On a national scale, there is no doubt that Wendy Davis has a bigger fanbase than her Texas gubernatorial opponent Greg Abbott. On Twitter alone, Wendy boasts 177,000 followers, more than four times Greg’s 39,700. But unfortunately for Wendy, Texas isn’t exactly like the rest of America, especially when it comes to politics.
The idea of Wendy riding a wave of prominence she gained by filibustering for abortion rights seems unlikely in conservative Texas, although neither the fact that Davis is a woman or a Democrat would be new for the state. Texas had its first female governor, Miriam Amanda Wallace Ferguson, in 1925 and Democrat Ann Richards also briefly held the office in the early 90s before being defeated for re-election by George W. Bush. Still, many have accused Davis of running a purely testimonial campaign, a claim that has stung as she stays significantly behind her opponent in the polls.
That might explain a series of risky maneuvers made by Wendy as her campaign comes to a close, including making the bold move of aligning herself with President Barack Obama in a time when many Democratic candidates are hoping to distance themselves from the president’s low approval ratings, reported The Houston Chronicle.
“I’ve never backed away from President Obama… I would be thrilled if he or the Clintons — anyone — wanted to come and help. I’m very pleased that Michelle Obama was willing to record a radio ad for me and I’m very honored to have their support and the support of so many prominent Democrats across the country.”
Michelle’s assistance has been welcome in Wendy’s ads, though not all of Davis’ attacks on Greg have been so well-received. One such announcement irked some voters who claimed that it highlighted Abbott’s disability to make him appear unfit for the job by using a wheelchair as the video’s primary visual image. Abbott told The Washington Post that even he felt that Wendy’s ad was a low blow.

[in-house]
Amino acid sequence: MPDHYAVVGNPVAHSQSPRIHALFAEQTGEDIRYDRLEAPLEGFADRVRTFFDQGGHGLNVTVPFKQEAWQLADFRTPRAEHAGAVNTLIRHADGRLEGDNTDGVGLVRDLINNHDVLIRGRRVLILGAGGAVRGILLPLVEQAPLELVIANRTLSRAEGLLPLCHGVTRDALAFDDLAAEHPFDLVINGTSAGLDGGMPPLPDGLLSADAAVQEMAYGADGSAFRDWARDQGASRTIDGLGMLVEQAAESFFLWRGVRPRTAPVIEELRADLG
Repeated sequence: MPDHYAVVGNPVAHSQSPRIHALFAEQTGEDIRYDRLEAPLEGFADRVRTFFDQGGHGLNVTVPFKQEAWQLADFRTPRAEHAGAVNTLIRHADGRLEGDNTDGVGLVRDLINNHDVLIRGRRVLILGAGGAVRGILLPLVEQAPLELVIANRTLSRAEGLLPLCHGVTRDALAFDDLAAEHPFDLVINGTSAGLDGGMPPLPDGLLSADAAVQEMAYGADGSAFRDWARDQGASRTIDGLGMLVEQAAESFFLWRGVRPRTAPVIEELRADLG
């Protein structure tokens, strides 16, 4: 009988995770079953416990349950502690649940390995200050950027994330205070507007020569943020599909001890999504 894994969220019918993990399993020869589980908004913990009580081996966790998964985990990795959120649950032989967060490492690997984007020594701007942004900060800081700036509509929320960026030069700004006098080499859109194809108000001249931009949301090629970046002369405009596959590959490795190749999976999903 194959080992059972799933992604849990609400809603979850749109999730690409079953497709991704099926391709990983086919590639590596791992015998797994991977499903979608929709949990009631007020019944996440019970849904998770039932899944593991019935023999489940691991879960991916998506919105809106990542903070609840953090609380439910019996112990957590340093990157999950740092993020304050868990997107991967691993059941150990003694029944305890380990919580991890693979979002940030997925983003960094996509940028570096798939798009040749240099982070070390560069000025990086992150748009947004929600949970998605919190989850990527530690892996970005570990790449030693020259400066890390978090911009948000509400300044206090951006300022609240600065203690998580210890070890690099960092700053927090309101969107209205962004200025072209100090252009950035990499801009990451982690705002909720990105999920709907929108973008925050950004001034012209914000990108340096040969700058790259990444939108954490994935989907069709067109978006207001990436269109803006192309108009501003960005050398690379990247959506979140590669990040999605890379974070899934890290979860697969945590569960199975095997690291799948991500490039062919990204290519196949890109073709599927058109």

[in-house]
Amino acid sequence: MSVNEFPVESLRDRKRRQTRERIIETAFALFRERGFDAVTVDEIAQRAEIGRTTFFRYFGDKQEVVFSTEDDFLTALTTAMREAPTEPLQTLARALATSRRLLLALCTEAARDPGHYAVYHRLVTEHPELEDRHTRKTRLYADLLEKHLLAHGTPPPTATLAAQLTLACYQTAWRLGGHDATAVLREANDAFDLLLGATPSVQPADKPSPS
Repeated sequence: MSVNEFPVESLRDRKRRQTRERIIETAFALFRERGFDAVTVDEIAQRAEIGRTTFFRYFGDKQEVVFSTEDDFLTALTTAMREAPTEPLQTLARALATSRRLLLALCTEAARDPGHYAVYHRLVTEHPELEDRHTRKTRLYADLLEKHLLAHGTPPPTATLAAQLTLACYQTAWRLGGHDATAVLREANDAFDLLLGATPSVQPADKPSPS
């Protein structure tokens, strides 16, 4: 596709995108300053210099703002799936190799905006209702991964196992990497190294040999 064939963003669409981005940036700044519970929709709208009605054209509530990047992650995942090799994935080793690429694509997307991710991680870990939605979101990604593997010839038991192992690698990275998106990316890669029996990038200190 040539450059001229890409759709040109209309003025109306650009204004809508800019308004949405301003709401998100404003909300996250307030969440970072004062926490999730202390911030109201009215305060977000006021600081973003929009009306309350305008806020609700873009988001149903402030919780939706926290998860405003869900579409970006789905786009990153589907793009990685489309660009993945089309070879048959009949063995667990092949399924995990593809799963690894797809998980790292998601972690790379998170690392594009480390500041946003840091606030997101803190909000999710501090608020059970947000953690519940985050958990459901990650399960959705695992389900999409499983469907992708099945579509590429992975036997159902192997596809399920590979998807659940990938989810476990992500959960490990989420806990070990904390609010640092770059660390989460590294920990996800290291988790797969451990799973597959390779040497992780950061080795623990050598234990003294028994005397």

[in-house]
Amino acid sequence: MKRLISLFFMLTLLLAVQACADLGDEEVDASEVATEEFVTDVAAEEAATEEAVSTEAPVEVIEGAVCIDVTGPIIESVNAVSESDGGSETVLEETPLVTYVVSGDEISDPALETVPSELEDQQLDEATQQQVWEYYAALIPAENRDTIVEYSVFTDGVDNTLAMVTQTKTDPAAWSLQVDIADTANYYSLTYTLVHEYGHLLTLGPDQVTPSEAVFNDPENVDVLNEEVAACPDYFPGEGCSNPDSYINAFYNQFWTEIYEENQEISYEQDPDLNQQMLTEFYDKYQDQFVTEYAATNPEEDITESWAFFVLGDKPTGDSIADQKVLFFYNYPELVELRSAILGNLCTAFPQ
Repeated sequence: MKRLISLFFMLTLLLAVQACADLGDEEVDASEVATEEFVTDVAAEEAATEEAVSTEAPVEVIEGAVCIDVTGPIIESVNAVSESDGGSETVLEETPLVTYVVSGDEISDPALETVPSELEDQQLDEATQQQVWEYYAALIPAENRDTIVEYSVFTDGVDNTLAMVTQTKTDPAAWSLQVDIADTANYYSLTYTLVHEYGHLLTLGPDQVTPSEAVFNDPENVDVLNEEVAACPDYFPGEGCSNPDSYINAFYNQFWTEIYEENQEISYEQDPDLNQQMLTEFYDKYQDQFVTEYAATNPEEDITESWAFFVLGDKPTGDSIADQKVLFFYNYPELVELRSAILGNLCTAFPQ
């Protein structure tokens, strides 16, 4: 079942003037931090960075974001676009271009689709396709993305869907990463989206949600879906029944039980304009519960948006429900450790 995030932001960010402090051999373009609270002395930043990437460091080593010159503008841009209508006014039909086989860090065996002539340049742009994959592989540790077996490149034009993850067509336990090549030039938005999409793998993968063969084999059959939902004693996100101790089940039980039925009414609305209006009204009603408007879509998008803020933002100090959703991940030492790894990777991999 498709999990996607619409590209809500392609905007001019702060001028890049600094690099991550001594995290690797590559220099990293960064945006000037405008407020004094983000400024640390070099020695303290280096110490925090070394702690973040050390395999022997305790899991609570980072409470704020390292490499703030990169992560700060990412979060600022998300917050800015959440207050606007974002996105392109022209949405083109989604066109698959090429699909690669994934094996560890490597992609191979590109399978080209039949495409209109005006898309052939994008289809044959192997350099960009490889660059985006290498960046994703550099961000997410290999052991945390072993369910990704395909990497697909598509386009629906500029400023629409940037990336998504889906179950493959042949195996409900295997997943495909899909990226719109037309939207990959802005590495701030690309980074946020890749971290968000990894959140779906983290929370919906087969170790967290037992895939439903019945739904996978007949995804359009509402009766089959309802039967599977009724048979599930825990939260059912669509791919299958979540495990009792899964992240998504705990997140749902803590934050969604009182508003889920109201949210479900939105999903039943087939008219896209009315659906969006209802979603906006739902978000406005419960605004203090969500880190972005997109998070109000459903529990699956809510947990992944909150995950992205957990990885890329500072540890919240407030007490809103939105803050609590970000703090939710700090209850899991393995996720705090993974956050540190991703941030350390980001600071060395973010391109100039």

Davis is currently trailing her opponent by double-digit numbers — and that was before another social media flub that’s gaining press in the state right now. Earlier this week, Wendy’s social media team claimed a picture of young Republican volunteers as their own. The story has since been one of the dominating topics about the Texas gubernatorial race — not exactly great news for Davis coming on the heels of bad press from the wheelchair attack ad.
— Alex Smith (@AlexandraCSmith) October 22, 2014
Still, political scientists caution against branding Wendy’s entire campaign as a failure. Texas Democrats had high hopes that Hispanic voters would turn the tide in the state’s elections but the possibility of that is looking slim — which leaves Davis more than ten points behind Greg in the polls but on the same tier as most of her recent predecessors for the Democratic nomination, Rice University political scientist told Vox.
“No Democrat has come within 12 points of winning a statewide race here since 1998. Good Democratic candidates have lost by 12 to 14 points, and poor ones have lost by 30. When you look at who actually turns out to vote in the state, any Republican starts off with somewhere between a 10 and 15 point advantage.”
Do you think Wendy Davis sunk her chances of winning the Texas governorship? Or was it doomed from the start?
[Image via Flickr, Wikipedia]